Voting for Trump is definitely a wager, given his flip-flops, but he is not alone on this account. Rubio and Cruz are first-term Senators (like Obama) with no major accomplishments in the Senate—voting for them is clearly a gamble. Jeb Bush hasn’t held office for a decade and is comically inept at making an argument. An effective user of the bully pulpit he would not be. Christie’s second term has left much to be desired. In my estimation, Kasich has the strongest record, though some will question his Medicaid expansion (full disclosure: I have donated to the Kasich campaign). Candidates are human beings; they will be flawed. Voters must decide what assets they seek and what flaws are acceptable. It is easy to oppose candidates by focusing on the flaws, which is what National Review did on Trump. Did the writers have the willingness to stand together and support someone else? Of course not. That’d be hard.

Much of the attack on Trump continues to center around his populism, which just boggles the mind. If a candidate isn’t focused on improving the lives of working people and middle class, why are they running? Rather than attack Trump personally, which will merely cause his supporters to tune out, we should embrace his populist focus but argue that different solutions will help Americans more. For instance, a bigger EITC and more progressive code would be a more effective tax plan than Trump’s. On this front, the symposium comes up woefully short. Trump plans are attacked but alternative are not offered. What’s the point of this? Even if Trump’s plans stink, what’s to say others have better plans? After all, Cruz’s European VAT plan is seemingly designed to hurt workers to the benefit of corporations and their owners (read: donors). All we hear from most candidates is a rehash of 1980 economic policy as though the problems have not changed since then. Trump is one of the few to be intellectually honest enough to suggest we try some different policies.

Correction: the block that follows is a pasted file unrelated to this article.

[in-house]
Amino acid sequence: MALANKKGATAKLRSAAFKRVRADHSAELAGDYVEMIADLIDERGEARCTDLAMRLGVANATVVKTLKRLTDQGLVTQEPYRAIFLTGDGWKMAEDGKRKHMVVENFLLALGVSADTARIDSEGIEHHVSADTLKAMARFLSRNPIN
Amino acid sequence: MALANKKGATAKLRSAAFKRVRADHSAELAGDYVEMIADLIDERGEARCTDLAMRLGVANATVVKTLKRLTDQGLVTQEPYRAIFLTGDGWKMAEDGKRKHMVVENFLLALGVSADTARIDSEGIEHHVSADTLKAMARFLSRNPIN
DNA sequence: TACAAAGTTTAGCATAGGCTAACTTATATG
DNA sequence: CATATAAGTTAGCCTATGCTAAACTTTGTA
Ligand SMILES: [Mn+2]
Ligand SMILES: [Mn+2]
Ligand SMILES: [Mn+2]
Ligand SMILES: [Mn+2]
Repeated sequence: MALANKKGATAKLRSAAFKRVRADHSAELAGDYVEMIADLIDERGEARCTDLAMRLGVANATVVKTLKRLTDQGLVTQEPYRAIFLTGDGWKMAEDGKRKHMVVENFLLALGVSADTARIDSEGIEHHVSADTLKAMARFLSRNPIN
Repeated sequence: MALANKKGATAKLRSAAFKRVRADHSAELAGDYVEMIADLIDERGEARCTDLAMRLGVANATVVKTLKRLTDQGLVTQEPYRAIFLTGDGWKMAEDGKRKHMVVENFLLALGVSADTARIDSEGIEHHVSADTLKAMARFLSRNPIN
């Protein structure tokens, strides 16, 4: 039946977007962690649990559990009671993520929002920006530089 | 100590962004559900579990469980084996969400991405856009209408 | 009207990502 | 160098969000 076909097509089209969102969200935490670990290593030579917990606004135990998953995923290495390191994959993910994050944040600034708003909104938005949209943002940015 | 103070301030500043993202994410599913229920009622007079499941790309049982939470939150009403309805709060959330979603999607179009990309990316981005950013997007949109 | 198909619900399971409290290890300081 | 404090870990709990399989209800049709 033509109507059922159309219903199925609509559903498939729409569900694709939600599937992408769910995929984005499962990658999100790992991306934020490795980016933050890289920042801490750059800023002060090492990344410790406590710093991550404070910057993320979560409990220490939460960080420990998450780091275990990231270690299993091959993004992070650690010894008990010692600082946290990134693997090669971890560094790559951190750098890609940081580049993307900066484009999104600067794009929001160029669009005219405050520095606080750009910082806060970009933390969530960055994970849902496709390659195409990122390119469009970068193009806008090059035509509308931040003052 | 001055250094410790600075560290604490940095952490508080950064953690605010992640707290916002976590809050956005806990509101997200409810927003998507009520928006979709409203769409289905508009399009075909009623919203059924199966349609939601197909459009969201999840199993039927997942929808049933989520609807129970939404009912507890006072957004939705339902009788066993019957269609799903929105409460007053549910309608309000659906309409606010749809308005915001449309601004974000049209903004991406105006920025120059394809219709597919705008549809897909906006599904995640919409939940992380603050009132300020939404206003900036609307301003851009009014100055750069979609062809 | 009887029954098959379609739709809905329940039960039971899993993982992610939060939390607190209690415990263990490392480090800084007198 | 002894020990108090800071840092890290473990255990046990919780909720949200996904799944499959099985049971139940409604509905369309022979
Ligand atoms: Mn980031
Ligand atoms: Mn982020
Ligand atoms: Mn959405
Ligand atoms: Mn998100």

In particular, they signal out Trump’s trade rhetoric, and while not all of his China claims are backed by fact, toughness with China and the threat of some trade restrictions are not inherently anti-conservative. Chinese companies steal our intellectual property, often don’t pay what they owe American companies, get state sponsorship, and the government hacks into our companies to steal trade secrets. While we focus on the currency that is the least egregious thing China does. Should we ignore these actions, which have hurt American workers, in the name of free trade? That seems asinine. Ultimately, the President’s job is to better the country. Heck, even Reagan expanded farm subsidies for exports to the Soviet Union to help U.S. farmers. The rise of China has greatly lowered U.S. inflation, thereby increasing growth indirectly by boosting our purchasing power, but it has not driven much growth directly. Unless, the other country plays fair, free trade for the sake of it isn’t wise or good for the public. That does not mean a 45% tariff is the right policy response, just that mindlessly supporting free trade is neither conservative nor good policy.

Absolute rigidity is a sign of intellectual smallness not of adherence to principles. Opposing the bank bailouts of 2008 (which turned a profit, mind you) is not conservative; they saved this country from Depression. They are one of the few economic policies for which George Bush deserves praise. To criticize Trump for supporting them is laughable. Maybe letting the financial system implode is theoretically conservative, but how is ruining the lives of 100 million people the right thing to do? Again, it is easy to shout from the bleachers when you don’t have to solve the mess transpiring on the field.